- Earn Aeroplan Miles with Air Canada: For travel on flights within Canada and between Canada and the continental United States (including Hawaii), 25% of miles flown are earned for Tango Class, 100% of miles flown are earned for Tango Plus and Executive Class Lowest, and 150% of miles flown are earned for Executive Class Flexible. For travel on flights for all other destinations worldwide, 100% of miles flown are earned for Tango Plus, 125% for Executive Class Lowest, and 150% for Executive Class Flexible.
- Earn Aeroplan Miles when booking from AirCanada.com: Earn up to 1 Aeroplan Mile for every dollar spent when you purchase an eligible ticket at AirCanada.com (Canadian and US edition only). Earn 1 Aeroplan mile for every 3 dollars spent when you purchase an eligible Flight Pass at AirCanada.com (Canadian and US edition only).
- Other partners: Aeroplan miles can be earned and used to redeem flights from Air Canada and partner airlines. Air Canada is part of the Star Alliance, a group of 28 airlines that co-operate to expand the offerings of each individual airline. Awards are redeemable on any one of these airlines. Each flight is allocated a certain number of "award seats" available to be used for award redemption. There are also travel and retail partners who award Aeroplan miles for being a customer of their services.
Since May 2020, Air Canada allows to purchase or gift Aeroplan miles. Until then, buying miles was only available when booking flight rewards, which remains the same.
Fully integrated airline partners
Star Alliance partner airlines
- Aegean Airlines
- Air China
- Air Dolomiti
- Air India
- Air New Zealand
- All Nippon Airways (ANA)
- Asiana Airlines
- Austrian Airlines
- Brussels Airlines
- Copa Airlines
- Croatia Airlines
- Ethiopian Airlines
- EVA Airways
- Scandinavian Airlines (SAS)
- Shenzhen Airlines
- Singapore Airlines
- South African Airways
- Swiss International Air Lines
- TAP Air Portugal
- Thai Airways International
- Turkish Airlines
- United Airlines
- Aer Lingus
- Air Creebec
- Air Mauritius
- Air Serbia
- Azul Brazilian Airlines
- Bamboo Airways
- Calm Air
- Canadian North
- Cathay Pacific
- Central Mountain Air
- Etihad Airways
- Eurowings Discover
- GOL Linhas Aéreas Inteligentes
- Gulf Air
- Juneyao Airlines
- Middle East Airlines
- Olympic Air
- Oman Air
- PAL Airlines
- SriLankan Airlines
- Virgin Australia
June 2013 announcements
On June 27, 2013, it was announced that Aimia had signed a conditional agreement with Toronto-Dominion Bank (TD) to become a credit-card partner as of January 1, 2014, and that Aimia would seek to terminate its decades-long relationship with CIBC. After the announcement, Aimia's stock rose by 11 percent.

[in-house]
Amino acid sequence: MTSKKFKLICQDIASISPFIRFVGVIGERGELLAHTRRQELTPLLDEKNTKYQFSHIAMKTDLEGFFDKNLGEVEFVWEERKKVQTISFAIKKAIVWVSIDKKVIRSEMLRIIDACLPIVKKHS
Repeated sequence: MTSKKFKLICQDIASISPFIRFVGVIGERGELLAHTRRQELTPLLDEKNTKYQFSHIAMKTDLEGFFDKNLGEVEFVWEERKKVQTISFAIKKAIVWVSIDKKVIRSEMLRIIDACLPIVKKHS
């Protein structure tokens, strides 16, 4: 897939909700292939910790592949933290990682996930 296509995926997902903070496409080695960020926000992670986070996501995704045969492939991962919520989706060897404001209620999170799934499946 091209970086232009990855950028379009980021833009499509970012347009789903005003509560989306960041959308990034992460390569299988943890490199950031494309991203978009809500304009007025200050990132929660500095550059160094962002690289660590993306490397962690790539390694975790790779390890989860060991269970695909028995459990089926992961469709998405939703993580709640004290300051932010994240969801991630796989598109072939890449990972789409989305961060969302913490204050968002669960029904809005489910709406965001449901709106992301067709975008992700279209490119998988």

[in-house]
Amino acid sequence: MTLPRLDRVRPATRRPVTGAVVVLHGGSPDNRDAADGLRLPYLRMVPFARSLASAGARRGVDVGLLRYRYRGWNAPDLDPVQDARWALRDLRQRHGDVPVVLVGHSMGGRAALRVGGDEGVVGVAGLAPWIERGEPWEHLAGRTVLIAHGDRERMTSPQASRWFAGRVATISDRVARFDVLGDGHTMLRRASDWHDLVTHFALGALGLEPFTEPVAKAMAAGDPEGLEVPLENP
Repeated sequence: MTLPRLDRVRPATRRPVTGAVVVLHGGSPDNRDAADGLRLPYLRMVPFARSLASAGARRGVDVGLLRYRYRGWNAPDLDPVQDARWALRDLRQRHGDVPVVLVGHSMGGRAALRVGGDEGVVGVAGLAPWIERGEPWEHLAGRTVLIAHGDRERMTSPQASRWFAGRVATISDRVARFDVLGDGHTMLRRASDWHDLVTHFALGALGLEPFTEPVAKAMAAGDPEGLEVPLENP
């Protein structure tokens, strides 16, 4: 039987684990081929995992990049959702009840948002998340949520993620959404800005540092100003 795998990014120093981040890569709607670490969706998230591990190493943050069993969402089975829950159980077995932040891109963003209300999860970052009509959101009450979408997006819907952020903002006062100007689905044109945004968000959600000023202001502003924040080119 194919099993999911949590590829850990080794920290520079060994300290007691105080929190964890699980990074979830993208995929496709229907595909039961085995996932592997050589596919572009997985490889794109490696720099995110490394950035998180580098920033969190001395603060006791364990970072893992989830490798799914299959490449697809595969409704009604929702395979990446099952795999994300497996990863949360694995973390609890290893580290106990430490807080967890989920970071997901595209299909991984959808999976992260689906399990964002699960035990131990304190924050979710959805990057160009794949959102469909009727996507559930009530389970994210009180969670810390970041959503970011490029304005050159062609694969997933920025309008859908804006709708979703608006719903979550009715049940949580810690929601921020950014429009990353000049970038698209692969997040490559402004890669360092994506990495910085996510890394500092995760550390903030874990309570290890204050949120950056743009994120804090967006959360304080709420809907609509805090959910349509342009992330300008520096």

In response, CIBC suggested that Aimia was attempting to nullify CIBC's right of first refusal. CIBC had already been hinting that it was dissatisfied with its arrangement with Aeroplan and might start its own loyalty program.
Aimia's conditional deal with TD would last ten years and involve an up-front payment of $100 million. Aimia said that CIBC had until August 9, 2013, to exercise its right of first refusal by matching the terms of the proposed TD contract.
In another announcement, Aimia cancelled Aeroplan's "seven-year mileage redemption policy". The policy had originally come into effect at the beginning of 2007, and provided that all miles would expire if unused after seven years, with the accumulated mileage of all customers as of January 1, 2007, expiring at the end of 2013. Aimia CEO Rupert Duchesne told Bloomberg news service that people had been worried there would be a run on Aimia's cash flow in 2013, but cancelling the seven-year expiration policy removes that worry.
In addition, on June 27, Aeroplan announced the launch of Distinction, a tiered recognition program that rewards top accumulating members based on total Aeroplan Miles earned across all coalition partners, with preferential mileage levels for redemption, bonus mile offers, and exclusive privileges. Benefits begin as of January 1, 2014, and include three status levels based on a member's total eligible mileage accumulation during the calendar year: dSilver (25,000 miles), dBlack (50,000 miles), and dDiamond (100,000 miles).
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- ^ What's new Aeroplan website